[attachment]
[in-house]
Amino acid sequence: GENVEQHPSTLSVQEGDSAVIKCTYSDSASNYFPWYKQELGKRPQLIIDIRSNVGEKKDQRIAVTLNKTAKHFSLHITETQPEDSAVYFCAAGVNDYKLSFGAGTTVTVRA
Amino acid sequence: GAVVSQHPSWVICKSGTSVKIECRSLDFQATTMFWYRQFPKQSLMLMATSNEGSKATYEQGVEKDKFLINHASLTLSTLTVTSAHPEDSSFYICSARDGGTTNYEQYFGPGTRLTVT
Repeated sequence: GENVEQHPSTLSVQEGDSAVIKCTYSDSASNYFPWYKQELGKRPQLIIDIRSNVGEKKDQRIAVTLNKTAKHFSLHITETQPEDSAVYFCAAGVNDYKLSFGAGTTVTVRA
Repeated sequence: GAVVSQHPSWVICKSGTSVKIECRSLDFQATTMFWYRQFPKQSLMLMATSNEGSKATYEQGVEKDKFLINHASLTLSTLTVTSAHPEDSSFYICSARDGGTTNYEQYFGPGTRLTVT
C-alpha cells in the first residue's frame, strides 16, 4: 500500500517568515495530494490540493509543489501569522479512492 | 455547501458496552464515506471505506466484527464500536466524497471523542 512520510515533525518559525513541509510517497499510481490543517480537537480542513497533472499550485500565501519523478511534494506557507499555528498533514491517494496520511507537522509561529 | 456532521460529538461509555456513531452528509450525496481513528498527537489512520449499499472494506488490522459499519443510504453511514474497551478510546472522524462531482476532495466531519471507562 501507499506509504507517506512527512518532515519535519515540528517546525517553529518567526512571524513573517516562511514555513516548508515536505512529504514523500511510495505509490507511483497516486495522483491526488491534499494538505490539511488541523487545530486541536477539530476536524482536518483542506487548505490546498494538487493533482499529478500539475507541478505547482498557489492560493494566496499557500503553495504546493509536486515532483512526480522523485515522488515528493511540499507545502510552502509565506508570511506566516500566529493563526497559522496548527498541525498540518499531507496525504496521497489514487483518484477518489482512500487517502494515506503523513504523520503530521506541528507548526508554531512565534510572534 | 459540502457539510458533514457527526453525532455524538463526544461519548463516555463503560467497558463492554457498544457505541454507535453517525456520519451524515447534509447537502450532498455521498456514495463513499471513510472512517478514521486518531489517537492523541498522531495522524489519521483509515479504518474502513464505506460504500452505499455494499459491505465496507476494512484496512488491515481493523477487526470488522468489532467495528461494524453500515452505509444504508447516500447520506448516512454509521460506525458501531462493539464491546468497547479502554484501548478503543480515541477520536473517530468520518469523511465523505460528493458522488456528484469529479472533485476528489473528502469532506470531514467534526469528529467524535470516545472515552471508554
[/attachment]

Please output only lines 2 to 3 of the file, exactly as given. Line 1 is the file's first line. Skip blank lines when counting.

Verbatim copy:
Amino acid sequence: GENVEQHPSTLSVQEGDSAVIKCTYSDSASNYFPWYKQELGKRPQLIIDIRSNVGEKKDQRIAVTLNKTAKHFSLHITETQPEDSAVYFCAAGVNDYKLSFGAGTTVTVRA
Amino acid sequence: GAVVSQHPSWVICKSGTSVKIECRSLDFQATTMFWYRQFPKQSLMLMATSNEGSKATYEQGVEKDKFLINHASLTLSTLTVTSAHPEDSSFYICSARDGGTTNYEQYFGPGTRLTVT